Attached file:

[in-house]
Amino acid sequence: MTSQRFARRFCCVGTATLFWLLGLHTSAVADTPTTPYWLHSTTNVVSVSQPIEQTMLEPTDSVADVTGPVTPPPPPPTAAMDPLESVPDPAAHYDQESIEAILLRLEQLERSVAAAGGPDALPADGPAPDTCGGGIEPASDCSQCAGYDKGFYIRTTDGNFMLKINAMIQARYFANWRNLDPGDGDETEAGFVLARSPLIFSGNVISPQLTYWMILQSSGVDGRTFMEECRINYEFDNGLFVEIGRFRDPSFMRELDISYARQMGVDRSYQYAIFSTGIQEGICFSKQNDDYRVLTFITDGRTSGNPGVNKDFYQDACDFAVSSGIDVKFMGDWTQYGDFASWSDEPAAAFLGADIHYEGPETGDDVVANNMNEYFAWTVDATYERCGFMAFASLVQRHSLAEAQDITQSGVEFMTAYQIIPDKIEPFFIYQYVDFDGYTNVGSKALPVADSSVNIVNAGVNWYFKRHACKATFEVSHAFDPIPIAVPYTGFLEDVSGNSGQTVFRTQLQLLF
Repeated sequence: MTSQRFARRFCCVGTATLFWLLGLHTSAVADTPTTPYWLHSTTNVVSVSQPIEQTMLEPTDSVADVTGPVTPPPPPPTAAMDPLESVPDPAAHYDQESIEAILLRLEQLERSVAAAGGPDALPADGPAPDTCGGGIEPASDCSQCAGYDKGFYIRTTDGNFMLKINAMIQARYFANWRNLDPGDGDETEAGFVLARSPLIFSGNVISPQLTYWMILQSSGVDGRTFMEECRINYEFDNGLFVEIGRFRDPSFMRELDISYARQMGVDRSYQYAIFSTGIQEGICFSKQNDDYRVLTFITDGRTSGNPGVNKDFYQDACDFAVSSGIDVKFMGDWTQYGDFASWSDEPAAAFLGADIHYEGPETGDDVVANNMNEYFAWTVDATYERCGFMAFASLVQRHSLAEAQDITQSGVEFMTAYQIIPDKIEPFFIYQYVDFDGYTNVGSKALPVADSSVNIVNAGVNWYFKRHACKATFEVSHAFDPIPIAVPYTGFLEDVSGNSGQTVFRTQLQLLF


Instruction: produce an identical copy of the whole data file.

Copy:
[in-house]
Amino acid sequence: MTSQRFARRFCCVGTATLFWLLGLHTSAVADTPTTPYWLHSTTNVVSVSQPIEQTMLEPTDSVADVTGPVTPPPPPPTAAMDPLESVPDPAAHYDQESIEAILLRLEQLERSVAAAGGPDALPADGPAPDTCGGGIEPASDCSQCAGYDKGFYIRTTDGNFMLKINAMIQARYFANWRNLDPGDGDETEAGFVLARSPLIFSGNVISPQLTYWMILQSSGVDGRTFMEECRINYEFDNGLFVEIGRFRDPSFMRELDISYARQMGVDRSYQYAIFSTGIQEGICFSKQNDDYRVLTFITDGRTSGNPGVNKDFYQDACDFAVSSGIDVKFMGDWTQYGDFASWSDEPAAAFLGADIHYEGPETGDDVVANNMNEYFAWTVDATYERCGFMAFASLVQRHSLAEAQDITQSGVEFMTAYQIIPDKIEPFFIYQYVDFDGYTNVGSKALPVADSSVNIVNAGVNWYFKRHACKATFEVSHAFDPIPIAVPYTGFLEDVSGNSGQTVFRTQLQLLF
Repeated sequence: MTSQRFARRFCCVGTATLFWLLGLHTSAVADTPTTPYWLHSTTNVVSVSQPIEQTMLEPTDSVADVTGPVTPPPPPPTAAMDPLESVPDPAAHYDQESIEAILLRLEQLERSVAAAGGPDALPADGPAPDTCGGGIEPASDCSQCAGYDKGFYIRTTDGNFMLKINAMIQARYFANWRNLDPGDGDETEAGFVLARSPLIFSGNVISPQLTYWMILQSSGVDGRTFMEECRINYEFDNGLFVEIGRFRDPSFMRELDISYARQMGVDRSYQYAIFSTGIQEGICFSKQNDDYRVLTFITDGRTSGNPGVNKDFYQDACDFAVSSGIDVKFMGDWTQYGDFASWSDEPAAAFLGADIHYEGPETGDDVVANNMNEYFAWTVDATYERCGFMAFASLVQRHSLAEAQDITQSGVEFMTAYQIIPDKIEPFFIYQYVDFDGYTNVGSKALPVADSSVNIVNAGVNWYFKRHACKATFEVSHAFDPIPIAVPYTGFLEDVSGNSGQTVFRTQLQLLF